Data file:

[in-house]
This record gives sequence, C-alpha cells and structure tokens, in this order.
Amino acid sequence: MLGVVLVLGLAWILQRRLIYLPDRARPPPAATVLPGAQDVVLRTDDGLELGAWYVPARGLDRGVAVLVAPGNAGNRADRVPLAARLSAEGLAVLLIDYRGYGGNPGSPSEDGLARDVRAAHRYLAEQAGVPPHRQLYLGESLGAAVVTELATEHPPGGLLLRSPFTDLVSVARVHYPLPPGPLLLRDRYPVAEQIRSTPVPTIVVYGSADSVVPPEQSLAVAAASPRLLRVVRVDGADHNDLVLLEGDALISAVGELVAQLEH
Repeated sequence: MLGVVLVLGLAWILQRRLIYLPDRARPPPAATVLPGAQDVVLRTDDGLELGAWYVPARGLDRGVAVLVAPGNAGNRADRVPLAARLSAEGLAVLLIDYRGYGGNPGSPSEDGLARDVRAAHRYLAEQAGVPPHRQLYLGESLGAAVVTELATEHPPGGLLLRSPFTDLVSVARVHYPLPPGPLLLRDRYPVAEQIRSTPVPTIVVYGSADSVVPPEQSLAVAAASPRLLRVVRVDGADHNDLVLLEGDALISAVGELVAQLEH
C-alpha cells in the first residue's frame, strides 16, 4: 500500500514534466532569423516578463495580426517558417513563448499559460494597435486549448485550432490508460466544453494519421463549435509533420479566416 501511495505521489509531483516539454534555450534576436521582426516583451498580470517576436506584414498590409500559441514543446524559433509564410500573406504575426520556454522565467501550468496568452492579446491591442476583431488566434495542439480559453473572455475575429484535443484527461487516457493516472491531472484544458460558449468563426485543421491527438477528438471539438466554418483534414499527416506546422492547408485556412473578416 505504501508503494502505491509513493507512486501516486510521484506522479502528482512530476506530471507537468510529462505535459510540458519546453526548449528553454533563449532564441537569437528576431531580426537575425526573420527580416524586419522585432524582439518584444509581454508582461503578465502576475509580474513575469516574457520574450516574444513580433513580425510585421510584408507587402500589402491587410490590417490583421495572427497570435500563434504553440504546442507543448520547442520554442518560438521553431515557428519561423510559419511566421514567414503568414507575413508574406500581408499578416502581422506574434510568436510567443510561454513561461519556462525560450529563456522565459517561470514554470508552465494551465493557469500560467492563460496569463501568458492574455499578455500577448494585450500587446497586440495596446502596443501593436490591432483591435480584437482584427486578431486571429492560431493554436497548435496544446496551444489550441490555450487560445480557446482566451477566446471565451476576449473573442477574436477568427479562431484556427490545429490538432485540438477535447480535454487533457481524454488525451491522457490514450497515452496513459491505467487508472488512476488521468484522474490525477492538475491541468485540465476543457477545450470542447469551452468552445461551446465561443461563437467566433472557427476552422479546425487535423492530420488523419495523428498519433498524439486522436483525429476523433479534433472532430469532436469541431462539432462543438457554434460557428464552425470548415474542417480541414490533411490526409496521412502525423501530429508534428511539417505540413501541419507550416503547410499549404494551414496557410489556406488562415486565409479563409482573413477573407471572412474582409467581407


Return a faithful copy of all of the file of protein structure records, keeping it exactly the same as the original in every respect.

[in-house]
This record gives sequence, C-alpha cells and structure tokens, in this order.
Amino acid sequence: MLGVVLVLGLAWILQRRLIYLPDRARPPPAATVLPGAQDVVLRTDDGLELGAWYVPARGLDRGVAVLVAPGNAGNRADRVPLAARLSAEGLAVLLIDYRGYGGNPGSPSEDGLARDVRAAHRYLAEQAGVPPHRQLYLGESLGAAVVTELATEHPPGGLLLRSPFTDLVSVARVHYPLPPGPLLLRDRYPVAEQIRSTPVPTIVVYGSADSVVPPEQSLAVAAASPRLLRVVRVDGADHNDLVLLEGDALISAVGELVAQLEH
Repeated sequence: MLGVVLVLGLAWILQRRLIYLPDRARPPPAATVLPGAQDVVLRTDDGLELGAWYVPARGLDRGVAVLVAPGNAGNRADRVPLAARLSAEGLAVLLIDYRGYGGNPGSPSEDGLARDVRAAHRYLAEQAGVPPHRQLYLGESLGAAVVTELATEHPPGGLLLRSPFTDLVSVARVHYPLPPGPLLLRDRYPVAEQIRSTPVPTIVVYGSADSVVPPEQSLAVAAASPRLLRVVRVDGADHNDLVLLEGDALISAVGELVAQLEH
C-alpha cells in the first residue's frame, strides 16, 4: 500500500514534466532569423516578463495580426517558417513563448499559460494597435486549448485550432490508460466544453494519421463549435509533420479566416 501511495505521489509531483516539454534555450534576436521582426516583451498580470517576436506584414498590409500559441514543446524559433509564410500573406504575426520556454522565467501550468496568452492579446491591442476583431488566434495542439480559453473572455475575429484535443484527461487516457493516472491531472484544458460558449468563426485543421491527438477528438471539438466554418483534414499527416506546422492547408485556412473578416 505504501508503494502505491509513493507512486501516486510521484506522479502528482512530476506530471507537468510529462505535459510540458519546453526548449528553454533563449532564441537569437528576431531580426537575425526573420527580416524586419522585432524582439518584444509581454508582461503578465502576475509580474513575469516574457520574450516574444513580433513580425510585421510584408507587402500589402491587410490590417490583421495572427497570435500563434504553440504546442507543448520547442520554442518560438521553431515557428519561423510559419511566421514567414503568414507575413508574406500581408499578416502581422506574434510568436510567443510561454513561461519556462525560450529563456522565459517561470514554470508552465494551465493557469500560467492563460496569463501568458492574455499578455500577448494585450500587446497586440495596446502596443501593436490591432483591435480584437482584427486578431486571429492560431493554436497548435496544446496551444489550441490555450487560445480557446482566451477566446471565451476576449473573442477574436477568427479562431484556427490545429490538432485540438477535447480535454487533457481524454488525451491522457490514450497515452496513459491505467487508472488512476488521468484522474490525477492538475491541468485540465476543457477545450470542447469551452468552445461551446465561443461563437467566433472557427476552422479546425487535423492530420488523419495523428498519433498524439486522436483525429476523433479534433472532430469532436469541431462539432462543438457554434460557428464552425470548415474542417480541414490533411490526409496521412502525423501530429508534428511539417505540413501541419507550416503547410499549404494551414496557410489556406488562415486565409479563409482573413477573407471572412474582409467581407